Sen. Orrin Hatch (R-UT) will return as
Chairman of the Committee.
Consequently, President Bush has renominated many persons who had been held
up or rejected by the Senate Judiciary Committee in the last Congress.
It was a regular component of President Bush's campaign speeches
leading up to the November elections to ask voters to elect a Republican
Senator so that he could get his judicial nominees confirmed by the Senate.
He most frequently focused on the nomination of Judge Priscilla Owen, who was
rejected by the Committee on a party line vote. Bush renominated her to be a
judge of the U.S. Court of Appeals (5thCir). Bush also renominated Judge
Charles Pickering for a seat on the Fifth Circuit. He too was rejected on a
party line vote by the Senate Judiciary Committee.
Bush also renominated Miguel Estrada (DC Circuit), who received only a
hearing in the last Congress. He also renominated John Roberts (DC Circuit)
who did not even receive a hearing last time around. Other key renominations
include Jay Bybee (9th Circuit) and Carolyn Kuhl (9th Circuit).
The President also nominated Deborah Cook (Sixth
Circuit), Richard Griffin (Sixth Circuit), David McKeague (Sixth Circuit), Susan Neilson
(Sixth Circuit), Henry Saad (Sixth Circuit), and Jeffrey Sutton (Sixth
Circuit). Bush also nominated Terrence Boyle (Fourth Circuit) and Timothy Tymkovich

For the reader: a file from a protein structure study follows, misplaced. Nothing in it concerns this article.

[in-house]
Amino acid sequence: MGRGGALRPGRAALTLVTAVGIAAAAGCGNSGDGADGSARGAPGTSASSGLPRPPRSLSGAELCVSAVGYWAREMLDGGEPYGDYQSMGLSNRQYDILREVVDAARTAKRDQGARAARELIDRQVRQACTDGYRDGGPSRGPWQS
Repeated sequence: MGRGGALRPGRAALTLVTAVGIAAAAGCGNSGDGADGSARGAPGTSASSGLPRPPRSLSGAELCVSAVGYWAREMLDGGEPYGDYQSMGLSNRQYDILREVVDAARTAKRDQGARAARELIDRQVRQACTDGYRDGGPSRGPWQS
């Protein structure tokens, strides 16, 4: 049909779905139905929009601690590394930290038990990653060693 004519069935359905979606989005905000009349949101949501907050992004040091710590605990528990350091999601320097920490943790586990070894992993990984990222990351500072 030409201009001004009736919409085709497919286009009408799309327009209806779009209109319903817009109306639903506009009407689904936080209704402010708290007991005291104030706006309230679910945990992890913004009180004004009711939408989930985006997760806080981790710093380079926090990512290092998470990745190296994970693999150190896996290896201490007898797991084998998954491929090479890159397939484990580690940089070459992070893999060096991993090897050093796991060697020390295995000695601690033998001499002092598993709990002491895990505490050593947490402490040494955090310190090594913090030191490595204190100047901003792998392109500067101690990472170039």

Bush also nominated numerous persons to be U.S. District Court Judges: John Adams
(ND Ohio), Daniel Breen (WD Tennessee), Cormac Carney (CD California), James Dever
(ED North Carolina), Ralph Erickson (North Dakota), Sandra Feuerstein (ED New York),
(SD Ohio), Maurice Hicks (WD Louisiana), Richard Holwell (SD New York), Robert Junell
(WD Texas), Thomas Ludington (ED Michigan), James Otero (CD California), William Quarles
(Maryland), Frederick Rohlfing (Hawaii), Thomas Varlan (ED Tennessee), and William Steele
President Bush also nominated Timothy Stanceu to be a Judge of the U.S. Court of
International Trade. He also made several nominations for 15 year terms
on the Court of Federal Claims: Susan Braden, Marian Horn, Charles Lettow, Mary Ellen Coster,
and Victor Wolski. See,
White House release.
Many of President Bush's nominees, particularly Court of Appeals nominees,
will be opposed by liberal groups such as the National
Abortion Rights Action League (NARAL). NARAL's Kate Michelman said in a
release after the November 7 elections that President Bush "is moving
aggressively to pack the courts with conservative ideologues in order to
appeal to the far right wing of his party. With the White House and Congress
now both in anti-choice hands, the President's move to stack the courts
represents an attempt to fundamentally realign our entire federal government.
The consequences, if left unchallenged, will be profound and real for
generations to come."
During the 107th Congress very few technology related issues were addressed
in Senate Judiciary Committee hearings on judicial nominations. Moreover, few
of the nominees have backgrounds representing technology interests, or in
fields of law that are important to the technology sector.
|Bush Names Three to New Department of
|1/7. President Bush nominated
(at right) to be Secretary of Homeland Security. See,
House release. Ridge has been Bush's homeland security advisor since October